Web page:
Point Cloud Capture Process

The capture API returns at some moment in time after the camera completes capturing raw images and before or at the moment the point cloud processing is done. This depends on the GPU (vendor and driver). Therefore, after the capture API returns, the point cloud processing might still be running in the background.


Use recommended hardware to minimize computation time.

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const auto frame = camera.capture(settings);

The API to get the point cloud always returns a point cloud object right away. The point cloud object holds a handle to the point cloud data in GPU memory. Point cloud processing might also still be running in the background at this point.

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const auto pointCloud = frame.pointCloud();

We need to call the API to copy the point cloud from the GPU memory to the CPU memory. The copy function will block and wait until the data is available before copying it. When the function returns, the data is available and ready for use in CPU memory.


Even if using a CPU with an integrated GPU, the data is copied to a different area on the same main RAM.

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const auto data = pointCloud.copyData<Zivid::PointXYZColorRGBA>();

When the point cloud is available on the CPU memory, we can utilize it in our machine vision application.

Performance considerations

Zivid Point Cloud Manipulation Functions

Operations on the point cloud in Zivid SDK, e.g., Downsample, Transform, and Normals, are computed on the GPU while the point cloud is still in GPU memory. This allows the user to avoid the extra time of moving the data back and forth between GPU and CPU for computation. By downsampling on the GPU with Zivid API, there is also less data to copy to the CPU. Therefore, it is beneficial to use Zivid SDK for these operations for performance reasons. Implementing these point cloud operations with a third-party library can be more time-consuming. On average, if the computations are performed on the CPU they will be slower. If the same computations are done by other software on the GPU it would require the data to be copied from GPU to the CPU and back again.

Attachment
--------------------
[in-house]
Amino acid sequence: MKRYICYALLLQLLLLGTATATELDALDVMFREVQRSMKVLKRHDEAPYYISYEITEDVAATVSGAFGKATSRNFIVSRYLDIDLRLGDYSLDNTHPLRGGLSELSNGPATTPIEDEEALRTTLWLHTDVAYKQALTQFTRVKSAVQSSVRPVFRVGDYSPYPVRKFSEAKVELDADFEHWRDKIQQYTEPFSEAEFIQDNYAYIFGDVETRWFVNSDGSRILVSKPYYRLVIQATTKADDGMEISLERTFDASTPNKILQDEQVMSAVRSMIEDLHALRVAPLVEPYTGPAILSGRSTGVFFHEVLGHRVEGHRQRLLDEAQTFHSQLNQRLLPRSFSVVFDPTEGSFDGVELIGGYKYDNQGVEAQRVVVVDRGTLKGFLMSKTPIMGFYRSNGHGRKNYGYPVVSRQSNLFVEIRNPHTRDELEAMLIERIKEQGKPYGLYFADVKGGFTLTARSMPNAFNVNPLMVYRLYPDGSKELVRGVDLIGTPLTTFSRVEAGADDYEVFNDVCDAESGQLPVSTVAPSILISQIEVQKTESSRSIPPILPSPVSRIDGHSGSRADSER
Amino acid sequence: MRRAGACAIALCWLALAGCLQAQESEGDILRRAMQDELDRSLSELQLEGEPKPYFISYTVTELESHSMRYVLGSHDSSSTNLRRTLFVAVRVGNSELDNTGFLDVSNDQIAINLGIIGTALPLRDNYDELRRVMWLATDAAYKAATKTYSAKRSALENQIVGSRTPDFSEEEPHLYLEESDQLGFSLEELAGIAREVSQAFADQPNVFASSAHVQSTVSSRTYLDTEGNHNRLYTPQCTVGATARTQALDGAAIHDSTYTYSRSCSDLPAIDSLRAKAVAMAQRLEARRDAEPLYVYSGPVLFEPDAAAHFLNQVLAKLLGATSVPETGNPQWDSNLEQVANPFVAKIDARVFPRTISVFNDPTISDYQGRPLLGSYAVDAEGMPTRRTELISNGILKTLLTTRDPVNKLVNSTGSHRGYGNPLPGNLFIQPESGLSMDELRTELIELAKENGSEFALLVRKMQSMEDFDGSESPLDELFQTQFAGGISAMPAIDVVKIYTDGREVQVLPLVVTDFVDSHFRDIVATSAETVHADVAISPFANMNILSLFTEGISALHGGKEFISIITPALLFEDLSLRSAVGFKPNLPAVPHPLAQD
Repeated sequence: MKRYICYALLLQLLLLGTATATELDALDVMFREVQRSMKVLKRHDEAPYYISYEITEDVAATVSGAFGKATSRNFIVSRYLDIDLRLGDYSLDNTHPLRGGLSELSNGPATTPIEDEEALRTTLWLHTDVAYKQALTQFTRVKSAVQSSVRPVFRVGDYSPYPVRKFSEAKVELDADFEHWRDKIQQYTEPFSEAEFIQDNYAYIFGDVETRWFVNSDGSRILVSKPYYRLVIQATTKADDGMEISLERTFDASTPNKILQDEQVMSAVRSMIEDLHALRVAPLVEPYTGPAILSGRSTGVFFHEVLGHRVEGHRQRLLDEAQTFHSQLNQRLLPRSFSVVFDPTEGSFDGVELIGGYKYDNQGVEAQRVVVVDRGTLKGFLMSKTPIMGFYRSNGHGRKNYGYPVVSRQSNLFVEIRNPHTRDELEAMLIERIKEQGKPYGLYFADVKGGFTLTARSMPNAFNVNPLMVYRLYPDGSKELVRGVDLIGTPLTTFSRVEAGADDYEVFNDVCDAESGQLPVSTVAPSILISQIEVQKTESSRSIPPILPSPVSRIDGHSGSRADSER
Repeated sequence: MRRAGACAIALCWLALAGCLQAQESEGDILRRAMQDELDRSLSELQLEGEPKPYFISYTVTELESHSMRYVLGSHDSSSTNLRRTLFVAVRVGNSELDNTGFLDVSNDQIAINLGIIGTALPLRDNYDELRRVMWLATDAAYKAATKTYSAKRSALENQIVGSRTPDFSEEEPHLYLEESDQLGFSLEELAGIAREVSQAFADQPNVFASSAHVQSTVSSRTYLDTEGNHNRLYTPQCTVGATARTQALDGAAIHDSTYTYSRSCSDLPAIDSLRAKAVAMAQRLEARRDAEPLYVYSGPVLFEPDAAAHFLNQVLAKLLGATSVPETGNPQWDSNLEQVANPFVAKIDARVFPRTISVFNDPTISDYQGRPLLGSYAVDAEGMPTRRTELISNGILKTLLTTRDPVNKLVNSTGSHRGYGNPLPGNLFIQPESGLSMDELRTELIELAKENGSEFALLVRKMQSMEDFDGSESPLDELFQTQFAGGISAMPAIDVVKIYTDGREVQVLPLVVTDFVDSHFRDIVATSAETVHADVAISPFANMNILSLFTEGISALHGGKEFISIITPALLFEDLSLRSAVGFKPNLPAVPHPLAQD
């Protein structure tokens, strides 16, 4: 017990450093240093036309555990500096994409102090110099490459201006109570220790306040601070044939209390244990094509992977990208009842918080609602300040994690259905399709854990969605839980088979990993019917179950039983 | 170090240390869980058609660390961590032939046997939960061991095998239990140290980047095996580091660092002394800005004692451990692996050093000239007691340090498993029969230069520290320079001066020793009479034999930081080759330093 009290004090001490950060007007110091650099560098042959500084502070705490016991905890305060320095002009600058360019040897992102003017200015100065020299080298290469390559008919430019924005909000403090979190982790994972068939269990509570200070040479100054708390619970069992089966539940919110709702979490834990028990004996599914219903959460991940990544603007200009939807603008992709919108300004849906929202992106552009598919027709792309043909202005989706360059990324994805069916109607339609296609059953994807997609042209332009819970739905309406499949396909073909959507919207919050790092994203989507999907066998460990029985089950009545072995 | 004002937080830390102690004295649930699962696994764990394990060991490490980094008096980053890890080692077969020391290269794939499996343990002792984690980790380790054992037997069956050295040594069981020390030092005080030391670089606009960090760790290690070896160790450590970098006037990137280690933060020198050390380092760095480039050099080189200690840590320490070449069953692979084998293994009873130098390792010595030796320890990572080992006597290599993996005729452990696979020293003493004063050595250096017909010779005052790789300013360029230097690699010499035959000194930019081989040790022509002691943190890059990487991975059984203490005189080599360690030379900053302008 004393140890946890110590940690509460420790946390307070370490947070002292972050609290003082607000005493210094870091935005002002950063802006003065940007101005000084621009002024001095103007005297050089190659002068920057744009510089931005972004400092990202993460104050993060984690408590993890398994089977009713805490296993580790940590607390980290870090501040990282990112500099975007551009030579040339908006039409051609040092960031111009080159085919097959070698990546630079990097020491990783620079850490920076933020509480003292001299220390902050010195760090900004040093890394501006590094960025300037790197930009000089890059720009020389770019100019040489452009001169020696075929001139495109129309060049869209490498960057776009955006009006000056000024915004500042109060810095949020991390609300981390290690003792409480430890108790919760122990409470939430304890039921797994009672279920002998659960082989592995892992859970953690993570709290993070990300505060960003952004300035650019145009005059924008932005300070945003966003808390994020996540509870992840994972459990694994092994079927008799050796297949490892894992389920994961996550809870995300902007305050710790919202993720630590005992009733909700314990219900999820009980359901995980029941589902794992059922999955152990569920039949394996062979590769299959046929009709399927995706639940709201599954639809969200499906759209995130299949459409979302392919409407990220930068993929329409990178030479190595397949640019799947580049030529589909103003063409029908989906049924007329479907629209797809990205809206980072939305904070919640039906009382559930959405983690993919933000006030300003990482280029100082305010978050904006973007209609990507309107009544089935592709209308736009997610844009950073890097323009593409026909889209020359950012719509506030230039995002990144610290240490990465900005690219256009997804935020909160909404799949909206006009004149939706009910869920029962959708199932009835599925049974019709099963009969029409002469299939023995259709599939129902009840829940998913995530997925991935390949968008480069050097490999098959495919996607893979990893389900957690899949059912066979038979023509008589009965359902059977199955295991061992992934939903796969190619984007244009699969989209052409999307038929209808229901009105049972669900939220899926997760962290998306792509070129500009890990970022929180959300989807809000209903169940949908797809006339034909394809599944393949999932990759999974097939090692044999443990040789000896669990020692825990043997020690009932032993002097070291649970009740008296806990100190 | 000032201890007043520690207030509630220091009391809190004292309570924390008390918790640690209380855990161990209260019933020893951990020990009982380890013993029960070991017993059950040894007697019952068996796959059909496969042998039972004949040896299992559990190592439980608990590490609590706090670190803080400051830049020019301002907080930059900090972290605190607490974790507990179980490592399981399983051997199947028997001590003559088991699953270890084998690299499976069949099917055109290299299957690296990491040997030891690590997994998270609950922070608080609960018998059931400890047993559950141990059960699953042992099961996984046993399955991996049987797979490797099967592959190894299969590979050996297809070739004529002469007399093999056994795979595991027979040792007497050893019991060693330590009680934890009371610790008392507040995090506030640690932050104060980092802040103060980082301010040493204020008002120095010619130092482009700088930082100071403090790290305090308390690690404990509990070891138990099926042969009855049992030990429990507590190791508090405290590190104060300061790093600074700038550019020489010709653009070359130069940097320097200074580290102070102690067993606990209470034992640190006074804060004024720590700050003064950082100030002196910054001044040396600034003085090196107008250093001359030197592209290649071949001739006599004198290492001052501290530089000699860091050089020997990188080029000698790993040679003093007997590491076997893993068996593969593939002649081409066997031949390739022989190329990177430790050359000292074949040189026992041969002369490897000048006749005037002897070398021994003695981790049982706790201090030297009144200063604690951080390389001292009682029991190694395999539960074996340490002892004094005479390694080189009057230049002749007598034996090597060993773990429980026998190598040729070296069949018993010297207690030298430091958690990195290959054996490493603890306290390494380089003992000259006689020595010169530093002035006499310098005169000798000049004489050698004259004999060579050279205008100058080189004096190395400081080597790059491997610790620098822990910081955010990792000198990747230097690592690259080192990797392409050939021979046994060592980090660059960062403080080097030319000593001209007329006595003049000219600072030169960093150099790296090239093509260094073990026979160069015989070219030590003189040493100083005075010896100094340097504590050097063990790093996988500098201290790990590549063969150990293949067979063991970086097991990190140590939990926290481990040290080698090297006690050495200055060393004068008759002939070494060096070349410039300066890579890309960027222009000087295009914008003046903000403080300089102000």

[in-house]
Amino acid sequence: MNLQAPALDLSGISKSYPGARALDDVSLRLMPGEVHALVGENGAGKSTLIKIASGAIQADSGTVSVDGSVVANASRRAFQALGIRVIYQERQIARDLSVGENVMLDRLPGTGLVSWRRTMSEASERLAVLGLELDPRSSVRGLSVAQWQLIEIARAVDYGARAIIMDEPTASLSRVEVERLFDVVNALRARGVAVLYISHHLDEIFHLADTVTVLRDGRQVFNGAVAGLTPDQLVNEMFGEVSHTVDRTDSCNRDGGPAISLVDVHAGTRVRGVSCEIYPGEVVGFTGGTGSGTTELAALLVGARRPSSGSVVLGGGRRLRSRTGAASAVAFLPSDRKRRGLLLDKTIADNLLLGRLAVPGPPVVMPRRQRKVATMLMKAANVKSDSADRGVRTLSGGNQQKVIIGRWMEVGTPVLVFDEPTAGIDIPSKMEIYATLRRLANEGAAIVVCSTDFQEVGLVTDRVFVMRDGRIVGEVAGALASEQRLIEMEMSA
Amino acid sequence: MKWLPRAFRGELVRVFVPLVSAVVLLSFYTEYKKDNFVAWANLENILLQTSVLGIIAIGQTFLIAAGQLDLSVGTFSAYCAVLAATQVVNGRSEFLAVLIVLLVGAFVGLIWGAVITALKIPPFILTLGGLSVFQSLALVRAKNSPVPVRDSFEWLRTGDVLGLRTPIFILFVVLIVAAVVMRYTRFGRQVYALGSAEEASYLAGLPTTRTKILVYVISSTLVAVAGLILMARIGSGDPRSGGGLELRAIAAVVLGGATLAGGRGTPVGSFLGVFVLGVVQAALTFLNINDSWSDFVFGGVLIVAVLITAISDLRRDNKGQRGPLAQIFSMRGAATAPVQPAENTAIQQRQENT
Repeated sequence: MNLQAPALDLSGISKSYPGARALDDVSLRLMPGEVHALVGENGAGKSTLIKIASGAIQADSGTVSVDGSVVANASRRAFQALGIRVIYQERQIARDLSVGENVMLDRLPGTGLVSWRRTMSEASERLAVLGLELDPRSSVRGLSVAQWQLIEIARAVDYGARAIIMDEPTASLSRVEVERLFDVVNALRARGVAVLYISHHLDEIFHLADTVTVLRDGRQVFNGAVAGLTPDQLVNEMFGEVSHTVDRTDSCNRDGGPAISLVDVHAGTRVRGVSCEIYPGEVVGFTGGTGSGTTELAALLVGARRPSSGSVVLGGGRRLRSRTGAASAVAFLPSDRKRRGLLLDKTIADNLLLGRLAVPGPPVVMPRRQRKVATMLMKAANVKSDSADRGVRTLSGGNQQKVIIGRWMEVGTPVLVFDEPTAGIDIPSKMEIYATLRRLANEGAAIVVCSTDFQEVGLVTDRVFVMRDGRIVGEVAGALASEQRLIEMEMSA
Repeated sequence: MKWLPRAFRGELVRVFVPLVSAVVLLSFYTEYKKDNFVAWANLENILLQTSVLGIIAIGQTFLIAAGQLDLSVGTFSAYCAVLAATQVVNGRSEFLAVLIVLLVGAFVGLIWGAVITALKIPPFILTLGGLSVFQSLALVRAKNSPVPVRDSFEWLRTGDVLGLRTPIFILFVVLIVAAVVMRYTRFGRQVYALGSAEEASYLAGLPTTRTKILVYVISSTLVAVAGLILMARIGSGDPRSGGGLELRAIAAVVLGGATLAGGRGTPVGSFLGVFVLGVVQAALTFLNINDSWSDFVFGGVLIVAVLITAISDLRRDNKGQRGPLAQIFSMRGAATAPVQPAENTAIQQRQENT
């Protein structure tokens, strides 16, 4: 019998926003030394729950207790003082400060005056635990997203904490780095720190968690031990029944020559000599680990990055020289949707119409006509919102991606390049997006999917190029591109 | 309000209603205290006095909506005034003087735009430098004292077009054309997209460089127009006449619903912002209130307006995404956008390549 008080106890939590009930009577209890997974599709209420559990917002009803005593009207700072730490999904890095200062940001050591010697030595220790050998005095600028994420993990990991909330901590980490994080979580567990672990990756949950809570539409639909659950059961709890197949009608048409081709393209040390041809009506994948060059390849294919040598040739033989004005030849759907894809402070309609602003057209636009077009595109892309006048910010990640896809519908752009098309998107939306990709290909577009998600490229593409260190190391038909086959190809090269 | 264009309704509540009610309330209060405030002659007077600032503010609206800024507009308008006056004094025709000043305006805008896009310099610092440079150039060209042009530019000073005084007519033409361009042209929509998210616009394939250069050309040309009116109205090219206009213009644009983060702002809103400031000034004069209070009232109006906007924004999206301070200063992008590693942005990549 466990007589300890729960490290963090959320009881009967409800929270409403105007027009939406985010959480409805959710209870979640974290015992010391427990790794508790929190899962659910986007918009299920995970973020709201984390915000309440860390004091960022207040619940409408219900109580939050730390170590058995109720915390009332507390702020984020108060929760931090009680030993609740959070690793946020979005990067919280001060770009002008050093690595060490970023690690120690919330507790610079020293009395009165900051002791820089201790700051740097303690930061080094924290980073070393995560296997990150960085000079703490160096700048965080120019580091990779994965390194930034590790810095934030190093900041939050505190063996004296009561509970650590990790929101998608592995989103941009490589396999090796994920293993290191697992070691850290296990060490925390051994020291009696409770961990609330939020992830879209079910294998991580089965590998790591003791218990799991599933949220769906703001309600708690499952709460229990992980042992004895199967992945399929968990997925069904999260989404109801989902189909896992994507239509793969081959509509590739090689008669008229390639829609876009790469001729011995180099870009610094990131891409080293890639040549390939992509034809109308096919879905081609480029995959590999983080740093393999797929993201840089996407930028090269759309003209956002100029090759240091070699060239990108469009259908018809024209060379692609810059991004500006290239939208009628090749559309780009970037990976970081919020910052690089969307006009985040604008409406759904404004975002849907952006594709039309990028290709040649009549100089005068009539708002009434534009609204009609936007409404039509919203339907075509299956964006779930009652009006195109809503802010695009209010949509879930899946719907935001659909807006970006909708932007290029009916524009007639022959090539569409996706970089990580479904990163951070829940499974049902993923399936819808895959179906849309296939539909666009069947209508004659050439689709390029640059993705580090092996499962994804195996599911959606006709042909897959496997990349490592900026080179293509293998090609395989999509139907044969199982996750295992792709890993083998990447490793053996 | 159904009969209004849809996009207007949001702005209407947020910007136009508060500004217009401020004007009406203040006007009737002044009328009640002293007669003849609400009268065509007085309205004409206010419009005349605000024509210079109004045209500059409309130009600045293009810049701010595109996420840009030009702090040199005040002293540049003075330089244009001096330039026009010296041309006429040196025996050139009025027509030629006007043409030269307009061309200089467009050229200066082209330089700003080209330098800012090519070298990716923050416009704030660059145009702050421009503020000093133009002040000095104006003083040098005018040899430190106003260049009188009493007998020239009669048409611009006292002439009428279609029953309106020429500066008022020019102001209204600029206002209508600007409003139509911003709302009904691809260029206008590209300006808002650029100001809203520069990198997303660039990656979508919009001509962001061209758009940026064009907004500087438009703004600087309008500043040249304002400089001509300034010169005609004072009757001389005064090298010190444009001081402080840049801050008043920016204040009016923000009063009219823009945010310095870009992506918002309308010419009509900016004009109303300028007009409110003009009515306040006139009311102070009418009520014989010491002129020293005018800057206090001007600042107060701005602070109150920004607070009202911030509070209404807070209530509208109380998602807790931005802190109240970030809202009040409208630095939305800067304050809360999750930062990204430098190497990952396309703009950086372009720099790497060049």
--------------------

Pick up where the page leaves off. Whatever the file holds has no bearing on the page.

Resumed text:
Reliability in Exposure Time


This applies only for Zivid Two. Zivid One+ will not have this feature.

Zivid Two will queue the exposures from each acquisition back to back when capturing using HDR mode. The camera is done capturing the scene when the projector has finished flashing the patterns. This will allow you to reliably time when the capturing of the scene is done and the scene can be changed. This can be, for example, either moving the robot or moving the objects in the scene.

For example if you use an HDR capture consisting of a \(10ms\) exposure time and a \(5ms\) exposure time you can use the following equation. This assumes that you are using the phase engine for the 3D capture. The phase engine consists of 13 image patterns per an exposure.

\[(10ms * 13) + (5ms * 13) + 5ms_{tolerance} = 200ms\]

The robot can move after \(200ms\), with a margin for safety included at the end of the 3D acquisition time. The number 13 accounts for the number of patterns in the phase engine. Use the following table to determine the number of patterns for an acquisition:








Be aware that using the Zivid Two at a high duty cycle can trigger the thermal safety mechanism. This will make the timing unpredictable, given it will slow down the camera’s duty cycle to prevent overheating. This can occur if the duty cycle is above 50% and the brightness is above 1.0. For more on this topic check out the projector brightness page.

Version History




Improved capture speed of Zivid Two.